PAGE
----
US leak prosecution alert_AP.jpg
The US Department of Justice uses the Espionage Act to charge an agent of the Federal Bureau of Investigation, whose Washington D.C. headquarters are pictured, for allegedly leaking information to a reporter (AP/Pablo Martinez Monsivais).

New US Espionage Act prosecution has troubling implications for press freedom

March 29, 2018 5:11 PM ET

New York, March 29, 2018-- The Committee to Protect Journalists today said it is concerned by the U.S. Department of Justice's use of the Espionage Act to charge an FBI agent for allegedly leaking information to a reporter.

"Over the past decade, we've seen an unprecedented increase in the use of an antiquated World War I-era law to go after journalistic sources. The result has been a chilling effect," said Alexandra Ellerbeck, North America program coordinator at CPJ. "Rather than rolling back the use of this law, which is all but guaranteed to ensnare journalists, the Trump Administration has boasted about pursuing leakers even as it has ushered in a new era of overt hostility to the press."

The Minneapolis Star Tribune reported yesterday that Terry James Albury, an FBI agent in Minnesota, allegedly shared documents with the press related to the FBI's work with informants. He faces two counts under the Espionage Act, one for unauthorized retention of national defense information and one for "knowingly and willfully" transmitting government documents to a reporter, according to the DOJ's filing yesterday, which CPJ reviewed. The type of charging document filed by the DOJ, known as a felony information, is usually indicative of an imminent guilty plea, according to the Star Tribune.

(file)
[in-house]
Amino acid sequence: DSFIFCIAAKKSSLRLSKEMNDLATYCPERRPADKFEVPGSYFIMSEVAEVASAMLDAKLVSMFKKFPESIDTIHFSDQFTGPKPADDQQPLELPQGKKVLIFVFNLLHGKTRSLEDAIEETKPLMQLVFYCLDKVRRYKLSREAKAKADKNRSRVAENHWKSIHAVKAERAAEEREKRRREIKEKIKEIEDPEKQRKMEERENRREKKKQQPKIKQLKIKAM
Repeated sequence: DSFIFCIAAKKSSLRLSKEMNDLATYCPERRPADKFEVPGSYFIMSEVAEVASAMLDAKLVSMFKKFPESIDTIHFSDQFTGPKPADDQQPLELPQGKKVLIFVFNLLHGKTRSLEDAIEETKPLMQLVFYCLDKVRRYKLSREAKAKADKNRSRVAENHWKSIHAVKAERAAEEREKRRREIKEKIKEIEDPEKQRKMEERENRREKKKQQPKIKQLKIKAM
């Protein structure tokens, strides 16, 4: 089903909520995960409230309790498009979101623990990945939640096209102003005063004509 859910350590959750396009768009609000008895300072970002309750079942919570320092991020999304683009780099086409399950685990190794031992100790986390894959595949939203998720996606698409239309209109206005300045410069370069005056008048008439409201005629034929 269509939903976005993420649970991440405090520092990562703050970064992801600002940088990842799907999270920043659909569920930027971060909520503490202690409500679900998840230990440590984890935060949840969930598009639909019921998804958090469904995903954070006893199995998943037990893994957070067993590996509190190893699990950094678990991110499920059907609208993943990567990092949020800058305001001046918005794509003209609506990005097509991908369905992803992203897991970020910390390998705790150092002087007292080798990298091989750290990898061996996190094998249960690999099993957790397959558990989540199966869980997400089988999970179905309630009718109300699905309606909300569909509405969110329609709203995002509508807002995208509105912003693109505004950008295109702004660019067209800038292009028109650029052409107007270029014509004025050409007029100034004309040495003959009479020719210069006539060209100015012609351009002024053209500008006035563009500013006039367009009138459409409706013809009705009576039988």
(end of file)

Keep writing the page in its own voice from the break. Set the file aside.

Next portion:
News reports linked the prosecution to documents published on the news website The Intercept. Although the DOJ does not name the news outlet to which Albury is accused of leaking, the DOJ's search warrant application explains how the FBI used Freedom of Information Act Requests from a journalism outlet to link Albury to the alleged leak, Minnesota Public Radio reported. Last year, The Intercept published a series on the FBI, which revealed, among other things, the agency's reliance on racial profiling. In a statement yesterday, The Intercept's editor-in-chief, Betsy Reed, said that the publication did not discuss anonymous sources, but called the use of the Espionage Act to prosecute whistleblowers "an outrage."

Lawyers for Albury defended his actions this week, and said he acted in the public interest: "Mr. Albury's actions were driven by a conscientious commitment to long-term national security and addressing the well-documented systemic biases within the FBI," his attorneys JaneAnne Murray and Joshua Dratel said.

This is the second Espionage Act prosecution under the Trump administration against an individual accused of leaking information to the media. In June 2017, National Security Agency contractor Reality Winner was charged for allegedly providing a document on Russian election meddling to The Intercept.

The use of the Espionage Act has increased exponentially over the past decade. It was used to prosecute at least eight government employees or contractors under the Obama administration, more than all previous administrations combined. In 2013, CPJ released a report on the Obama administration's relationship with the press that showed how these leak prosecutions caught up reporters, undermined source protection, and chilled the flow of information in the public interest. The Trump administration has indicated that it wants to expand on this record. Attorney General Jeff Sessions said in November that the Justice Department has 27 leak investigations open, noting that in the past few years of the Obama administration the department averaged just three investigations per year.

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